Given that no one was using the photo for commercial purposes, and you were essentially getting butthurt that people were downloading your image from a place (where YOU put it) with absolutely no download protections in any way, you come off as a huge baby. If you’re really that gung-ho about making a living, then you shouldn’t be posting images on places like Reddit. If you don’t even like the image that much, why do you even care who does? And since when is free publicity bad? Hell, write off the hypothetical loss as “advertising” and credit it to yourself in your year-end taxes. There’s nothing wrong with wanting credit for an image, but man, you really look like a jerk for all the emo you’re putting into this.
    Sorry again, but there’s my $0.02.

  • Kris J Boorman

    I’m not ashamed of my honesty and fully admit my naivete.

  • MRowlos

    what you need to do, first and foremost, is to get your head out of your ass

  • OtterMatt

    Full marks for that, at least. And yeah, Reddit is the worst. They’re the new 4chan in many respects.

  • Jim Macias

    First world problems.

  • Wilson Co

    You’re photo is too good not to be shared. It’s other people’s if fault they don’t have the decency or the integrity to give credit where it is due.

  • tomdavidsonjr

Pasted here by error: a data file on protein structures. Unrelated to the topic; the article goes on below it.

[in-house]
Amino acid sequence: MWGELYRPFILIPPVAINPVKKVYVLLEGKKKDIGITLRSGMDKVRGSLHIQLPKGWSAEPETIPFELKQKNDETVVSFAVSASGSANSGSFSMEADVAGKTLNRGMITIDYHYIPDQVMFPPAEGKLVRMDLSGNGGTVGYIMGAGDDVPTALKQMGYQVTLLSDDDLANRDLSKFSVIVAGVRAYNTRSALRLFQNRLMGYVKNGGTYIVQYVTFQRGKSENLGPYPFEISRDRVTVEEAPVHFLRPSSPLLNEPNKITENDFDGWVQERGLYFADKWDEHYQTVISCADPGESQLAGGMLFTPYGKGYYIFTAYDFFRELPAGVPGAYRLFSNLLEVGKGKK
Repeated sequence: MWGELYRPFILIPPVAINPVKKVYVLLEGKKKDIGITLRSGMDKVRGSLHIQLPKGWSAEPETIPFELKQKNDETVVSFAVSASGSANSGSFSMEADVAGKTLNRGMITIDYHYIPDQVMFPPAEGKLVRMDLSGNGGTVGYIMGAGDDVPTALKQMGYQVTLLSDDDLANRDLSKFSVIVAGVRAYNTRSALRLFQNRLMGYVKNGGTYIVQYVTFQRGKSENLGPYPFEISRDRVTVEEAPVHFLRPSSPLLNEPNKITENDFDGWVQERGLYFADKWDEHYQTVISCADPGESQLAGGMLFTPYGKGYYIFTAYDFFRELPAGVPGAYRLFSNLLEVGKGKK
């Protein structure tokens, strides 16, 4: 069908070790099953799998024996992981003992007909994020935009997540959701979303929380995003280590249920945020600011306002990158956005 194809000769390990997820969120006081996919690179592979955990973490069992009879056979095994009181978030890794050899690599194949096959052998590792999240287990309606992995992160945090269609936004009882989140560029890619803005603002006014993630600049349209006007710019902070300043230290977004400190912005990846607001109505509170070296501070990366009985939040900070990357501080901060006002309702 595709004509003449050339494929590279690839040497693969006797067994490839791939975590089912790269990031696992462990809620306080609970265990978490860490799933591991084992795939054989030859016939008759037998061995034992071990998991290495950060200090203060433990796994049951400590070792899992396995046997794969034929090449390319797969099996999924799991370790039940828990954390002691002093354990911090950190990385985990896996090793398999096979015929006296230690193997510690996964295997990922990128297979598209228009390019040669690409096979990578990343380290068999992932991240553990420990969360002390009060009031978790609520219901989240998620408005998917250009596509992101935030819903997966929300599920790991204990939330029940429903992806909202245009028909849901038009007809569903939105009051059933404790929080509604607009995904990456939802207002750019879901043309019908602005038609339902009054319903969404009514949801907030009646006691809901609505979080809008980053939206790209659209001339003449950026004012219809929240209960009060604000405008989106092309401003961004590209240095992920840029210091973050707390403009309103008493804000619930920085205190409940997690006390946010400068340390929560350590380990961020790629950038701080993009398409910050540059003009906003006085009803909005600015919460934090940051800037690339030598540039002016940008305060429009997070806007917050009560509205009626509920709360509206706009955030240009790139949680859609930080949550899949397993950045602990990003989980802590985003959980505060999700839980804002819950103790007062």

“So why do I regret it? Because 30% of the 1000 responses that filled my inbox were just the word “illuminati” and it made me want to pray for a meteor strike.”

    Thank you. I now have to clean Dr. Pepper off of my LCD monitor.

    This was an awesome read. I had a similar (though much less dramatic) experience with a photo: a casual, non-artistic snapshot I took of my dog yawning and put on Flickr. Someone texted me and said “Hey – I just saw your dog on Pinterest.” Having no idea what he meant, I followed the link. And there was my dog. So I did a reverse Google Image search and found Charlie (my family boxer) all over the place. I then did a Google search for some of my actual artistic images (the ones I have sold) and found a couple uncredited uses. I was simultaneously honored and annoyed. I asked two bloggers and one FB Group to take down the images, and they were taken down immediately. Nothing like your troubles, but it did teach me that I should expect that my digital images are going to get stolen if someone finds them appealing. Sometimes people suck.

  • ennuipoet